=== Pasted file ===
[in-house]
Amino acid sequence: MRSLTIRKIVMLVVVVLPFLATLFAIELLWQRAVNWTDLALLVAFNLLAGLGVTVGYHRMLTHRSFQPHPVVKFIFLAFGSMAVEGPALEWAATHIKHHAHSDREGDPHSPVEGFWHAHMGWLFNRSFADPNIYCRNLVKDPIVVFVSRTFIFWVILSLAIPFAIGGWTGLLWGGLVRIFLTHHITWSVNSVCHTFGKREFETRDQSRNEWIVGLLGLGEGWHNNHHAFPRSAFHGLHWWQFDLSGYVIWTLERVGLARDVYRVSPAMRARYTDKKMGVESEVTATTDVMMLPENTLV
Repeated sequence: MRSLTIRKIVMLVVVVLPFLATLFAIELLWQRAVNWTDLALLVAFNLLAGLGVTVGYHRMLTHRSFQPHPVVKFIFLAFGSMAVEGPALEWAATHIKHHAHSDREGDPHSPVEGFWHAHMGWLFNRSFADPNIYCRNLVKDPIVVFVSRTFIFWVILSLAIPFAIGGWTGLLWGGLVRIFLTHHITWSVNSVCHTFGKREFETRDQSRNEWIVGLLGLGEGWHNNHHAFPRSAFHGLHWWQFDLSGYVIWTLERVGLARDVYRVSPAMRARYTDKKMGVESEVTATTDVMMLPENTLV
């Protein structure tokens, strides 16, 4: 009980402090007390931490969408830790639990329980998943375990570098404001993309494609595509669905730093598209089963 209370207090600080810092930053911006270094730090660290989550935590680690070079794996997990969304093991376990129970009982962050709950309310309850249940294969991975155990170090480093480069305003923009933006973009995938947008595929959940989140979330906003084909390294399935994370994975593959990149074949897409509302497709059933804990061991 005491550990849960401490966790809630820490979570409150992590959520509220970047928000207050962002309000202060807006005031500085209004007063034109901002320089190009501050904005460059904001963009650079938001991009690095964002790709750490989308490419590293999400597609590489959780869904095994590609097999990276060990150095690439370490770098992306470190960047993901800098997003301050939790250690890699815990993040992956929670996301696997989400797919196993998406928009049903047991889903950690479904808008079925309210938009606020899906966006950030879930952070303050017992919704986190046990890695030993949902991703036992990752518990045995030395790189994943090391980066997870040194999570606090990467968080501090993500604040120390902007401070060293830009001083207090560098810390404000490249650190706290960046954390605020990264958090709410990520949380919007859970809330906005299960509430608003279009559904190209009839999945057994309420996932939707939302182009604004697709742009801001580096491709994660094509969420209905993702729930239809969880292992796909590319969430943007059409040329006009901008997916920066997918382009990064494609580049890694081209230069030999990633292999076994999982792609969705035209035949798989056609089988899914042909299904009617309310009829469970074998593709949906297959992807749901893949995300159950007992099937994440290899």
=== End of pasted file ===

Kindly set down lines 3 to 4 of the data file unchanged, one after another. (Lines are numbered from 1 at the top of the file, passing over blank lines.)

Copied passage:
Repeated sequence: MRSLTIRKIVMLVVVVLPFLATLFAIELLWQRAVNWTDLALLVAFNLLAGLGVTVGYHRMLTHRSFQPHPVVKFIFLAFGSMAVEGPALEWAATHIKHHAHSDREGDPHSPVEGFWHAHMGWLFNRSFADPNIYCRNLVKDPIVVFVSRTFIFWVILSLAIPFAIGGWTGLLWGGLVRIFLTHHITWSVNSVCHTFGKREFETRDQSRNEWIVGLLGLGEGWHNNHHAFPRSAFHGLHWWQFDLSGYVIWTLERVGLARDVYRVSPAMRARYTDKKMGVESEVTATTDVMMLPENTLV
């Protein structure tokens, strides 16, 4: 009980402090007390931490969408830790639990329980998943375990570098404001993309494609595509669905730093598209089963 209370207090600080810092930053911006270094730090660290989550935590680690070079794996997990969304093991376990129970009982962050709950309310309850249940294969991975155990170090480093480069305003923009933006973009995938947008595929959940989140979330906003084909390294399935994370994975593959990149074949897409509302497709059933804990061991 005491550990849960401490966790809630820490979570409150992590959520509220970047928000207050962002309000202060807006005031500085209004007063034109901002320089190009501050904005460059904001963009650079938001991009690095964002790709750490989308490419590293999400597609590489959780869904095994590609097999990276060990150095690439370490770098992306470190960047993901800098997003301050939790250690890699815990993040992956929670996301696997989400797919196993998406928009049903047991889903950690479904808008079925309210938009606020899906966006950030879930952070303050017992919704986190046990890695030993949902991703036992990752518990045995030395790189994943090391980066997870040194999570606090990467968080501090993500604040120390902007401070060293830009001083207090560098810390404000490249650190706290960046954390605020990264958090709410990520949380919007859970809330906005299960509430608003279009559904190209009839999945057994309420996932939707939302182009604004697709742009801001580096491709994660094509969420209905993702729930239809969880292992796909590319969430943007059409040329006009901008997916920066997918382009990064494609580049890694081209230069030999990633292999076994999982792609969705035209035949798989056609089988899914042909299904009617309310009829469970074998593709949906297959992807749901893949995300159950007992099937994440290899």